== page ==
Ferrocarriles Nacionales de Mexico (FNM), Mexico's state-owned railroad, will reduce its rates by 10 percent as part of a national competitiveness initiative, railroad officials said.

The railroad this month began informing shippers of the new rates, which were ordered as part of the Salinas administration's competitiveness program.The Pacto para la Estabilidad, la Competitivadad y el Empleo, or PECE, is designed to create stability and employment through greater competitiveness. As part of the PECE effort, state-owned enterprises like the railroad and Pemex oil company were forced to trim rates.

Although the rate for rail traffic is expected to drop by 10 percent, the figure is actually just an average reduction, said Miguel Tirado Rasso, a spokesman for FNM in Mexico City.

The actual decrease in rail traffic rates is anywhere between 5 percent and 12 percent, he said, and will be determined after weighing the ratio between costs to move product and revenue generated by commodity.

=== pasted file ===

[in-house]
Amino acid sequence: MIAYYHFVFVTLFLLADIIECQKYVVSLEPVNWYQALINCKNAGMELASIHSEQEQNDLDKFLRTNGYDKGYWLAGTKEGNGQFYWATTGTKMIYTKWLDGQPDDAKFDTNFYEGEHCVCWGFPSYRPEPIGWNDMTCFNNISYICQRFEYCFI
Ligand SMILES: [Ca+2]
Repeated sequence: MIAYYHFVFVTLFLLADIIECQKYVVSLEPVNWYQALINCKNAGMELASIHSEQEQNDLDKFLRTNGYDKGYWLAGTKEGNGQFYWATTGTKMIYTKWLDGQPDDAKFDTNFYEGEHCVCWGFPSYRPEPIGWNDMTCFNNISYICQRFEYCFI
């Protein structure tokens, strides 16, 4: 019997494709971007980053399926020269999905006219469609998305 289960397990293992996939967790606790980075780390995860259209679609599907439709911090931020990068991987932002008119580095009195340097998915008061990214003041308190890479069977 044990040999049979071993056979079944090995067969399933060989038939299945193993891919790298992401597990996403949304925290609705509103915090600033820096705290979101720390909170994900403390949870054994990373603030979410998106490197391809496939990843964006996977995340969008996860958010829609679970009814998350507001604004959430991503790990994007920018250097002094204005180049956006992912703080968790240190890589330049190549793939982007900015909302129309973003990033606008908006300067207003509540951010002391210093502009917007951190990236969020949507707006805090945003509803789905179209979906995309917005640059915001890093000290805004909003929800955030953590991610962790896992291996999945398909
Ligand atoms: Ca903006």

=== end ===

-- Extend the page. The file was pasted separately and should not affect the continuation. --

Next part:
Representatives of U.S. railroads in Mexico City said they were not clear how the rate decrease would be factored into the bill for shippers. Most U.S. railroads offering service to Mexico are trying to create one-bill service, and it's not clear how their efforts might be affected by the rate cut.

Shippers that use the state-owned railroad welcomed the news of a rate decrease, complaining that railroad rates are too high, particularly when compared with truck service.

"Compared to railroad rates in the United States, they are almost double in cost per mile," a shipper based in Mexico City said of FNM's rates. "FNM is telling customers they are willing to be competitive (price wise), but we don't see that much happening."

Despite shipper complaints, FNM officials said the railroad this year has already moved about 95 percent of the freight volume projected for 1994. Mr. Tirado estimated that FNM will move 52 million tons of freight in 1993.